All Three Tourist Trophies
We list Fred Dixon here in the Legends of Motorsport section of Unique Cars and Parts but, if we also had a legends of motorcycle section, he could have equally been listed there too. For forty-six years Fred Dixon divided almost equally between the car and motorcycle fields, the deeds of this prankish genius was the stuff of lengend, and why a movie has not been created about his exploits seems a travesty.
The success statistics alone make for impressive reading. Dixon was the only man ever to win all three Tourist Trophies - car, solo motorcycle and motorcyle with sidecar. He was the only driver to cop Britain's premier car classics of road and track, the TT and the Brooklands 500
, all in same season! His overall returns in the Royal Automobile Club's TT and the 500, two victories apiece, were never surpassed while he held a licence to race.
Freddie Dixon's second 500 win, in 1936, was turned at a substanially higher speed than the same year's Indianapolis 500, and had only once been topped (by 0.12mph) in the Hoosier series. His 2-litre Riley
, reworked to the point where it was more Dixon than Riley, was by far the smallest displacement unblown car to score a 130mph (209km/h) lap speed badge at Brooklands
The Fastest Motorcycle Rider In The World
Fred was first to turn Brooklands
at 10Omph (160km/h) on a motorcycle sidecar outfit, years ahead of the competition. Although his claim was disallowed on a technicality, he was, de facto, at one time the fastest motorcycle rider in the world. Later, a machine he had built and mothered gained another "meteorcyclist" the official world speed title.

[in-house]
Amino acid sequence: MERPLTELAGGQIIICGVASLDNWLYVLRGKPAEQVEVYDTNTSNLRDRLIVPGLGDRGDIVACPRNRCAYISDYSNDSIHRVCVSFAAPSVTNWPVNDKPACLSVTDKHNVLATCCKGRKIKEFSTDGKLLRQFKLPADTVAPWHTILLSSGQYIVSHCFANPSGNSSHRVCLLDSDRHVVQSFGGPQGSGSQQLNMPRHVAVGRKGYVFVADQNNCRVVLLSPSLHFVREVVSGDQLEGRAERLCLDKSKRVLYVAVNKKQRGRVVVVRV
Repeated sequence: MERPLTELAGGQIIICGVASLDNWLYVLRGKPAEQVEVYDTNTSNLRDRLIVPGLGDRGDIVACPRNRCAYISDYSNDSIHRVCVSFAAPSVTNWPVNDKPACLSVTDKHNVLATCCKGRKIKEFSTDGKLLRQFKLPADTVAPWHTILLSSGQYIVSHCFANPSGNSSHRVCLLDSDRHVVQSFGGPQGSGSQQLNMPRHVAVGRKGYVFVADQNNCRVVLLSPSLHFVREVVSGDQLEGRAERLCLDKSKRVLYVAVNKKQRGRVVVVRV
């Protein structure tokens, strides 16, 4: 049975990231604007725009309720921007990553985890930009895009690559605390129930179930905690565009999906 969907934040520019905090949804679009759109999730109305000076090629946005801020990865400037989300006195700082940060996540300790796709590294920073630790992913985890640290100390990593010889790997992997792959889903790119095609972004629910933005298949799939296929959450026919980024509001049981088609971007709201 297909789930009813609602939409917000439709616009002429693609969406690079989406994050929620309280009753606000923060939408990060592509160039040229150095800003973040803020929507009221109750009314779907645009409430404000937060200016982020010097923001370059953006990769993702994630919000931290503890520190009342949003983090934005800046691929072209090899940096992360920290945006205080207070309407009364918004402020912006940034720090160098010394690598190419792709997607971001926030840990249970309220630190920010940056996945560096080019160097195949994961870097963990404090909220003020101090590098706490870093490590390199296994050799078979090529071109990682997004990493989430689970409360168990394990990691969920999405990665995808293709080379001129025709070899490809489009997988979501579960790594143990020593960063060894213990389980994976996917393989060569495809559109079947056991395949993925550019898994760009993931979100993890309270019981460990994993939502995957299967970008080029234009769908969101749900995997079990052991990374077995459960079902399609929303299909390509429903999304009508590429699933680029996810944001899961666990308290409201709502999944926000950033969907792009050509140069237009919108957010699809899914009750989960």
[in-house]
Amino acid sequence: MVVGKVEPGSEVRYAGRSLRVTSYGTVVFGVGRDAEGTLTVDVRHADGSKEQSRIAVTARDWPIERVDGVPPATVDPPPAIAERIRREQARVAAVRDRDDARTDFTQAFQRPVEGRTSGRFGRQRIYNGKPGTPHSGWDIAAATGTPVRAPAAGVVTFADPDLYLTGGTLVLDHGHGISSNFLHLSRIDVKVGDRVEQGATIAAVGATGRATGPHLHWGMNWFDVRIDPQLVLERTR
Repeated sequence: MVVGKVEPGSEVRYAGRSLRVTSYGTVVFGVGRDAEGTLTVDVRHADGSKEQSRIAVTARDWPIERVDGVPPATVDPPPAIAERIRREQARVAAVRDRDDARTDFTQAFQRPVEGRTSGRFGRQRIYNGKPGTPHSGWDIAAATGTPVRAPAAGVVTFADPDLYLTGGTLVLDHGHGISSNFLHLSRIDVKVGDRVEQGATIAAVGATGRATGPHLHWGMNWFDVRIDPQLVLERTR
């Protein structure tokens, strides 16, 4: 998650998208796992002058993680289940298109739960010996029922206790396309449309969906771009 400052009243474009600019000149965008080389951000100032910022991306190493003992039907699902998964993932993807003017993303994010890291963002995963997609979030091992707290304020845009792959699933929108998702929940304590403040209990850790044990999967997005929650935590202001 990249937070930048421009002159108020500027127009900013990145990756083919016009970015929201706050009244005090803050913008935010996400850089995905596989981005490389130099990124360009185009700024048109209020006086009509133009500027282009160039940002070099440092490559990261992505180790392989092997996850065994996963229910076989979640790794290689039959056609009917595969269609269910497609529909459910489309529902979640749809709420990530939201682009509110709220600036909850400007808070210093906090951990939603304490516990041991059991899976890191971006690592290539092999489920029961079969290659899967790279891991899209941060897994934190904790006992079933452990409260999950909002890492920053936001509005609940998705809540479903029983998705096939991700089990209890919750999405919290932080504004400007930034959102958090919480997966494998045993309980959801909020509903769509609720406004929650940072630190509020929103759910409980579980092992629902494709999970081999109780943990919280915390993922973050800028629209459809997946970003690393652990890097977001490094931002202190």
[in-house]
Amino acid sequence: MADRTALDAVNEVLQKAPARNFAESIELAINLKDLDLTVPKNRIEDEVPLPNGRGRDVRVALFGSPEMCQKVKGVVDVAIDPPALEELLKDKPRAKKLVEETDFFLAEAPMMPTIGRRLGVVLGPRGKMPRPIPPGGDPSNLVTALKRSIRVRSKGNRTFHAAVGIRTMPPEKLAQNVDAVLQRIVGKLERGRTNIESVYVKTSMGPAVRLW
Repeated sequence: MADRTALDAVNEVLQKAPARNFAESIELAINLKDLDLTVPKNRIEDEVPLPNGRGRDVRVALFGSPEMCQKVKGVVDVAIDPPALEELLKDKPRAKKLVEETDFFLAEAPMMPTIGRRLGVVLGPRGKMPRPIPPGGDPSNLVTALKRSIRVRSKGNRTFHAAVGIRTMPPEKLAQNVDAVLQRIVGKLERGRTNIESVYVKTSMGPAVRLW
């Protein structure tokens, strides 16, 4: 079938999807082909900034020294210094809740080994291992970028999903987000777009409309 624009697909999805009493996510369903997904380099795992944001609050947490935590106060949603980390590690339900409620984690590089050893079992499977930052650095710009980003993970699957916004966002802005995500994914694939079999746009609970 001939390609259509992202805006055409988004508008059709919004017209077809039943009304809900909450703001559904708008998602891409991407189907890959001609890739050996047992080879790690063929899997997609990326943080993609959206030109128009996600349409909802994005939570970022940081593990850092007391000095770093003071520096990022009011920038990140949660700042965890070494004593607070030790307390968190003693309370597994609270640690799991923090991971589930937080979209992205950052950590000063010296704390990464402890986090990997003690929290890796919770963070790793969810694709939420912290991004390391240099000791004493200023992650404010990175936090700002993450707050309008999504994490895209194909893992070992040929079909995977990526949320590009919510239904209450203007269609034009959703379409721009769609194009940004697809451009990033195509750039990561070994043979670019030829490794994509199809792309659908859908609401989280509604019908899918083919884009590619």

But it would have taken more than mere success to put Dixon on the scaffold-high pedestal that his fans fabricated for him. They loved him for his defiance of every rule and convention in the book - social, legal and technical; his generosity to the younger, less experienced and worse heeled drivers who came to him for help and advice; his refusual to quit speedwork when, well on into middle age, his career was interrupted by a succession of really bad crashes; his unpredictable switches of mood, alternating between a devotion to labour on the one hand and bouts of crazy hooliganism on the other.
Stuck with a tough technical problem, he would work nonstop for four to five days at a stretch, catching a little sleep on the workshop floor at intervals between twenty and thirty hours, eating practically nothing and never noticing what he did eat, even foregoing all alcoholic comforts in favour of mugs of good old English Tea. When the task was completed, it was time to party, and his persona would switch back to the party animal, drinking more than any mere mortal should have been able, destroying the inside of a pub, including its furniture, and creating mayhem.
Record Holder, Pub Destroyer
History records that, while Freddie Dixon was a lot of trouble when on the turps, the Publicans at the time would tolerate much of the behaviour because they not only admired the man, but because he was amenable to reasoning and restraint such that he would always come back afterwards and pay for the damage he'd done - sometimes paying for a good deal more than he'd done. In race vicinities on the European continent, from Spa clear down to Madrid, restaurant keepers and hoteliers shruggingly accepted Freddie Dixon's prerogative to wreck and recompense.